Marco de Angelis is an Italian solo artist, songwriter, musician, audio engineer, whose first album The River - Both Sides Of The Story was released in 2013.
Here on his second album, he plays guitars, bass, Chapman stick, keyboards, Spanish laud, mandolin and percussion. He has also gathered together a formidable bunch of musicians for Next Station, including vocalists Nad Sylvan (Unifaun, Agents of Mercy, Steve Hackett), Robbie Wyckoff (Roger Waters) and Göran Edman (Karmakanic) and drummer Cristiniano Micalizzi on drums.
There's a good groove going at the start of Freewill before the unmistakeable voice of Nad Sylvan emerges on this rock-orientated song, full of atmospherics, together with twists and turns giving added interest.
That rock vibe continues into Keep Going, taken at a slightly more sedate pace but still packing a sizeable punch, Sylvan back on vocal duties, some sublime acoustic guitar coming from de Angelis.
The brilliant A Proggy Night in London has a very Genesis-like feel in terms of Sylvan's voice and very well nuanced melody line which would not have sounded out of place on Selling England By The Pound or Foxtrot. A stunning track which crackles with drama and atmosphere, right down to the stately drum beat, closing door, footprints and old radio sequence including a line from the films Casablanca to round it off.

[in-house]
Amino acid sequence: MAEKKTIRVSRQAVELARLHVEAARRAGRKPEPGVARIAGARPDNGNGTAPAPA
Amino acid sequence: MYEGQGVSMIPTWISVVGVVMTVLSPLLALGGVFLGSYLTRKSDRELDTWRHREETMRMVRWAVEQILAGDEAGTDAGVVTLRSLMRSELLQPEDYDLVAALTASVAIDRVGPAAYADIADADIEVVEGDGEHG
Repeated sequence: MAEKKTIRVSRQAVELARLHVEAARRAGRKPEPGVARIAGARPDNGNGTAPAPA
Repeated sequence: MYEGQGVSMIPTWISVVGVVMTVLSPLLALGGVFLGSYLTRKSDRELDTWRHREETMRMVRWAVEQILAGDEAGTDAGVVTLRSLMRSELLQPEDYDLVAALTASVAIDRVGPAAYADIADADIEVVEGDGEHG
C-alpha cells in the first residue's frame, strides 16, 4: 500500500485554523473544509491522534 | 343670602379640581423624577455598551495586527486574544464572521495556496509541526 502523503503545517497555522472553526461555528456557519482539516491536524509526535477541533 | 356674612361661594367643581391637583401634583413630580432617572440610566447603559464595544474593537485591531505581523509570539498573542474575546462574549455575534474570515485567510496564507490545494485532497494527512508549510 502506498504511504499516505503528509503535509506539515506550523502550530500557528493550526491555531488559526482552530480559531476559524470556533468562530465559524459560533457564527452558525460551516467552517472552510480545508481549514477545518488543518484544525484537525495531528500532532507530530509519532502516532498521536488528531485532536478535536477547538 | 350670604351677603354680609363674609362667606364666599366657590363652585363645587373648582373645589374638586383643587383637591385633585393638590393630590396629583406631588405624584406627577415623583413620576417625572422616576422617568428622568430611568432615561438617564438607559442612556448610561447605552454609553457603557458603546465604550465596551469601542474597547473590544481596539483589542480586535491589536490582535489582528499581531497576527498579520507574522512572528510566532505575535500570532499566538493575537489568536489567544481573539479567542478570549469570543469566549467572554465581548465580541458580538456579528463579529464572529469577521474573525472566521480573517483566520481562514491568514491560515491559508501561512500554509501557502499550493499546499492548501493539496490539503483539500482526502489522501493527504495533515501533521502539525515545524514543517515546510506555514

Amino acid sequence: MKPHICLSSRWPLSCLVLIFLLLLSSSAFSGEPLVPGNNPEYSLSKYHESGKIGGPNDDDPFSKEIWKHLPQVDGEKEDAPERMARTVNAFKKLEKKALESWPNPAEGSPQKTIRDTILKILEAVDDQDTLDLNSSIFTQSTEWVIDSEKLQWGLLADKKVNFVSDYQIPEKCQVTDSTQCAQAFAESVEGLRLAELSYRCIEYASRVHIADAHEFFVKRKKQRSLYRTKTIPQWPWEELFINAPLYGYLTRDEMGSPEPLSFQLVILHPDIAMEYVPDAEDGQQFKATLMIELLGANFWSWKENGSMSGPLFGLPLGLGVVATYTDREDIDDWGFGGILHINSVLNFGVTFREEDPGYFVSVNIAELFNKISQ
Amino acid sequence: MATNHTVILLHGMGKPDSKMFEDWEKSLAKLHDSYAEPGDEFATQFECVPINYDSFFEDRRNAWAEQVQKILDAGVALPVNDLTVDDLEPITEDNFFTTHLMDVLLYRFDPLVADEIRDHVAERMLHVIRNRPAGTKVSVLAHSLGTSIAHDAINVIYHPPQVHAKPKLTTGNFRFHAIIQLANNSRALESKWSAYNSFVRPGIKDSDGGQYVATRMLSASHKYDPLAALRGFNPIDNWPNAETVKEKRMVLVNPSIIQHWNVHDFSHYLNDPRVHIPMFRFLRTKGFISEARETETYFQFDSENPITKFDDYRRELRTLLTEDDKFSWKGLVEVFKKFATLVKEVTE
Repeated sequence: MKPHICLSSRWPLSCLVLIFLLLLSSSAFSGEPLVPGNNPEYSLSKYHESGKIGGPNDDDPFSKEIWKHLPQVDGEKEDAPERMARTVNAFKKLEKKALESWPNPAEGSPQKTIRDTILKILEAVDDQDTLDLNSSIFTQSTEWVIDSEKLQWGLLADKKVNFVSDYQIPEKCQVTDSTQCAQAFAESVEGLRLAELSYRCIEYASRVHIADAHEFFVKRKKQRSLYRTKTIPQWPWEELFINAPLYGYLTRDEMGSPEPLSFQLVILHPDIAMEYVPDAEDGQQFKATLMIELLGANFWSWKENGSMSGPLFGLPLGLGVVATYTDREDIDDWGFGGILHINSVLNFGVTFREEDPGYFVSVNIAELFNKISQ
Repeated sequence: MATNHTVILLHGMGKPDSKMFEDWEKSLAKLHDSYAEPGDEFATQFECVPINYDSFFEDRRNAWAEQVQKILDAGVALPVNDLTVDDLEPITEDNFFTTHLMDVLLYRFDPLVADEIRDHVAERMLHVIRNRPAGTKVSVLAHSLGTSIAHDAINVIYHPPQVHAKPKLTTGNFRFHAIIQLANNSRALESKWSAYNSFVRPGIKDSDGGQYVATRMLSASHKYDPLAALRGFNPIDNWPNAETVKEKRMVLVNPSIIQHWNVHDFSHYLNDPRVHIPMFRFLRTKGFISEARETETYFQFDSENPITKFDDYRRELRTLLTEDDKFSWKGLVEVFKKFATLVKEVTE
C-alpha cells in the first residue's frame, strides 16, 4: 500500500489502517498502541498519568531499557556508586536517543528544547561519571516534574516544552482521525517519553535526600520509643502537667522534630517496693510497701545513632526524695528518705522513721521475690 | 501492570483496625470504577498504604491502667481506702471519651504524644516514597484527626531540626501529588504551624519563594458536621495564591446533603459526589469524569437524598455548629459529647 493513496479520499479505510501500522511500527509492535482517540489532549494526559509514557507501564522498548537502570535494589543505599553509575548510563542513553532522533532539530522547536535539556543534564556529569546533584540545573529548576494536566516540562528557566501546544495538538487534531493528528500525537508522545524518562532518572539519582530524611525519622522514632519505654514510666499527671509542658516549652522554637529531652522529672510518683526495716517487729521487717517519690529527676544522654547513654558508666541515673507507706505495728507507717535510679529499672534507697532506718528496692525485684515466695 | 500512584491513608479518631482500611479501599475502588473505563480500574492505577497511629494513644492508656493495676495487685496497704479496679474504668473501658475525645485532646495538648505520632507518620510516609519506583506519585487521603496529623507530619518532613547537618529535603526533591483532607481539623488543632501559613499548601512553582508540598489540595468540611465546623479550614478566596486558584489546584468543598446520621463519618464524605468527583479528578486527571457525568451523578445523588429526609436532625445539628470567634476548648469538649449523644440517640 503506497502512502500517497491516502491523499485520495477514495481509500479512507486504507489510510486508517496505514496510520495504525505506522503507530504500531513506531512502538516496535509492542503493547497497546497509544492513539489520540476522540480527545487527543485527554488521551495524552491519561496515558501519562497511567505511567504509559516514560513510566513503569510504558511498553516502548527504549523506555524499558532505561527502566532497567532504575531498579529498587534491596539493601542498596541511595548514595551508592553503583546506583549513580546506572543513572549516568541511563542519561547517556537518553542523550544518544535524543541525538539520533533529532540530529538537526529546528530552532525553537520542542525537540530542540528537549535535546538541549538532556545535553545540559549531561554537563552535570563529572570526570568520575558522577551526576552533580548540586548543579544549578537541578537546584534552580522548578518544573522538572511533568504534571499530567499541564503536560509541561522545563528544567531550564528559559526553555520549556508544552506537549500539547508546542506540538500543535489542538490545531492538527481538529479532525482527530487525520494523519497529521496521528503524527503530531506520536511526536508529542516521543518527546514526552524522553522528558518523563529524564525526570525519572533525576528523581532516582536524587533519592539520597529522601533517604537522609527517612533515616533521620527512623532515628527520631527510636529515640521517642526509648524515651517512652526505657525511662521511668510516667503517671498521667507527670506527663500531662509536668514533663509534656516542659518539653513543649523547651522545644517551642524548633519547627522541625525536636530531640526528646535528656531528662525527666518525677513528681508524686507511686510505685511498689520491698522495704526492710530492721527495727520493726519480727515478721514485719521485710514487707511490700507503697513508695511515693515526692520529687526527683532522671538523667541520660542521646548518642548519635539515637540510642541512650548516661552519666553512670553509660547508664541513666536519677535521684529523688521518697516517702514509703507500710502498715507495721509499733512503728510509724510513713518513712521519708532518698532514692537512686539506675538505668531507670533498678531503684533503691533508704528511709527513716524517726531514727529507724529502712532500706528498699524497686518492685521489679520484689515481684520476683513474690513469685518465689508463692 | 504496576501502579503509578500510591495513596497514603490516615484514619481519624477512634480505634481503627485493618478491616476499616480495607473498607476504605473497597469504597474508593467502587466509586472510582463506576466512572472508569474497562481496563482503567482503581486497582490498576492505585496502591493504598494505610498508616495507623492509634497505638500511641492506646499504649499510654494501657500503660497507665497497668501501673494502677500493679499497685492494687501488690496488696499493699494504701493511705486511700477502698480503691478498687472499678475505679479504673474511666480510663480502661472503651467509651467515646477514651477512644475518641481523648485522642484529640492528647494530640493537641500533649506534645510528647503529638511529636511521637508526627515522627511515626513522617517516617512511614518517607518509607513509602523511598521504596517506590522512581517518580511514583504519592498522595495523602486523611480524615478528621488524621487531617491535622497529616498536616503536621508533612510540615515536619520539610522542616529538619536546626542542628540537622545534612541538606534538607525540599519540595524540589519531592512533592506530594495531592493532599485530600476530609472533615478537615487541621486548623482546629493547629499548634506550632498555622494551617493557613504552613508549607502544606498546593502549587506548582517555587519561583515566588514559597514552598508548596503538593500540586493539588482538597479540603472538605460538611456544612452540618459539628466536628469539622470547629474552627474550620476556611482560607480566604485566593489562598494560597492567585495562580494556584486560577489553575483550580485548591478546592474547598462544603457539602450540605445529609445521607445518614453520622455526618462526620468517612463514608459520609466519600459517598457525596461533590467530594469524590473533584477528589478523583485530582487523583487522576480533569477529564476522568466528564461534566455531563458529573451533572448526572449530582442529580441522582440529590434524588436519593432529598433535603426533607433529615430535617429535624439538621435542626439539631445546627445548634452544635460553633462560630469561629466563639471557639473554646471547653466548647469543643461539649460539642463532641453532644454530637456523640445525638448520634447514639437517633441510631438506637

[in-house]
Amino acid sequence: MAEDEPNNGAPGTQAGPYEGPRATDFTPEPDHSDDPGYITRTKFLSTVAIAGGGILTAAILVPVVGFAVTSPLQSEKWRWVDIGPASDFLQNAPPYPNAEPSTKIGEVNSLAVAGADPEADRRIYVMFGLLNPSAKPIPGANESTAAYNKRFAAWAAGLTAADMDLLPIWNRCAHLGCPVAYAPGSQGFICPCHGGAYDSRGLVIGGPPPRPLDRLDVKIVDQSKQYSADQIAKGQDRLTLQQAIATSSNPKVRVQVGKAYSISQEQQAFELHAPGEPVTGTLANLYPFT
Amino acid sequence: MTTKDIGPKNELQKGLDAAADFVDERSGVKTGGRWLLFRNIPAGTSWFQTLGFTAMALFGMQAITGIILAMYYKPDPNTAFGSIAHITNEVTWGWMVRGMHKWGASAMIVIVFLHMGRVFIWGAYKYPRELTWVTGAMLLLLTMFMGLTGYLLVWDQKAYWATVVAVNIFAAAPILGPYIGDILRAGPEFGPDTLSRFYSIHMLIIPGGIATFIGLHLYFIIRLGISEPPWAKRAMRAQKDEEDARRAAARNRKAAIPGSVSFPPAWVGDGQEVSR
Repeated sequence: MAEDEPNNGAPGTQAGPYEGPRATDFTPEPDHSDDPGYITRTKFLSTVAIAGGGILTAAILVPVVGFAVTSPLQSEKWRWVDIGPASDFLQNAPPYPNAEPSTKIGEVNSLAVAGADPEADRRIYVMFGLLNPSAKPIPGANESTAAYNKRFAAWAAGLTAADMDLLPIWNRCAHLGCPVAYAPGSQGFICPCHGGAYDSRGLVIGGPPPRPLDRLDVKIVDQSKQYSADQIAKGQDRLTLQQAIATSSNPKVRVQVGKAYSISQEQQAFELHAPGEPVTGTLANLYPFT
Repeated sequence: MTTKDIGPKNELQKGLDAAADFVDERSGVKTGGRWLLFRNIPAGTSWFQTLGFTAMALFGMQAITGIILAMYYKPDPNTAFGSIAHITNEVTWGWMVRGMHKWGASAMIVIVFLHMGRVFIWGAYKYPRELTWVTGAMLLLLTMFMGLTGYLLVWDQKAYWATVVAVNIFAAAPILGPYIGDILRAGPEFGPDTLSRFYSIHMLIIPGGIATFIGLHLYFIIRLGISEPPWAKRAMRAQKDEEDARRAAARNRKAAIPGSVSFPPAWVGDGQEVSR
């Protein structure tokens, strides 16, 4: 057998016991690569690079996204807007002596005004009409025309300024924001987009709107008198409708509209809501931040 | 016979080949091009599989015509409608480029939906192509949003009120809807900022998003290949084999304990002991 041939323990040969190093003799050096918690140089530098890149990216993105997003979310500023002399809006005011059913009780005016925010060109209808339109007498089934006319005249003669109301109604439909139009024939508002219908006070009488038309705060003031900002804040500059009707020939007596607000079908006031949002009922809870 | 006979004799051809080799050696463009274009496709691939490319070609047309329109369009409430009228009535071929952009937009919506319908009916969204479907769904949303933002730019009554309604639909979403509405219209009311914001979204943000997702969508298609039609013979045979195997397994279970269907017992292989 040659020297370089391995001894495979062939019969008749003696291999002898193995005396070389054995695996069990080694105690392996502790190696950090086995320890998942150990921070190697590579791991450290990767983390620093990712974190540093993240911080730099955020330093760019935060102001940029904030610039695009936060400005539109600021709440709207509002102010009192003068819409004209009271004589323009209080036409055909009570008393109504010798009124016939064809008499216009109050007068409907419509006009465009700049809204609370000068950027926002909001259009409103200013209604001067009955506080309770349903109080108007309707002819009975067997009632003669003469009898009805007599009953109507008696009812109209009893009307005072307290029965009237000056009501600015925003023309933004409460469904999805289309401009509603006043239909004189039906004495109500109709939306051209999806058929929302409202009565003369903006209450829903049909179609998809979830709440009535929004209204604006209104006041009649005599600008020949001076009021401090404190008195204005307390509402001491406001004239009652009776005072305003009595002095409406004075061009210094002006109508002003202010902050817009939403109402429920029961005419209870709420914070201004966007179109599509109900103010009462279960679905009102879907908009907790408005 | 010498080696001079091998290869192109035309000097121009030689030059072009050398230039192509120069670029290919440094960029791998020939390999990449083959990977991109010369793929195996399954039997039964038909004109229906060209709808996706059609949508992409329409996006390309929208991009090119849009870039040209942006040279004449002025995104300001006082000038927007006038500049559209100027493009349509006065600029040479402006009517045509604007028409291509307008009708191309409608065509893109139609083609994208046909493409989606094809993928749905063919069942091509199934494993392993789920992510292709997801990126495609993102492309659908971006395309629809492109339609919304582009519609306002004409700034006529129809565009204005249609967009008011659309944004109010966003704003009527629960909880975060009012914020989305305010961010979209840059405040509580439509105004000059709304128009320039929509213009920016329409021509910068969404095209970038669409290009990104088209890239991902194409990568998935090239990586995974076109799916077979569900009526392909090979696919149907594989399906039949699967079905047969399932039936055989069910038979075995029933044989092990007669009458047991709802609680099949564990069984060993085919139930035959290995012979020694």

Back Again features the voice of Wyckoff and is an altogether slower, more bluesy proposition, featuring two guitar solos from de Angelis - and seagulls!
The title track is another laid-back rocker, again featuring Wyckoff, some superb backing vocal harmonising, reminiscent of Todd Rundgren's Utopia and sublime guitars, both electric and acoustic, plus saxophone from Cristiana Polegri and precision drumming from Micalizzi. There are more sound effects to round off which seem to be one of his trademarks.
Finally, Last Train has a pared back Pink Floyd vibe, singer Edman effecting a Roger Waters-like voice.
There's plenty of variety and creativity, the songs featuring Sylvan being particularly engrossing, but the second half does not quite live up to these earlier tracks. But this is definitely an album worthy of attention if it has slipped under your radar so far.
*** Alison Reijman
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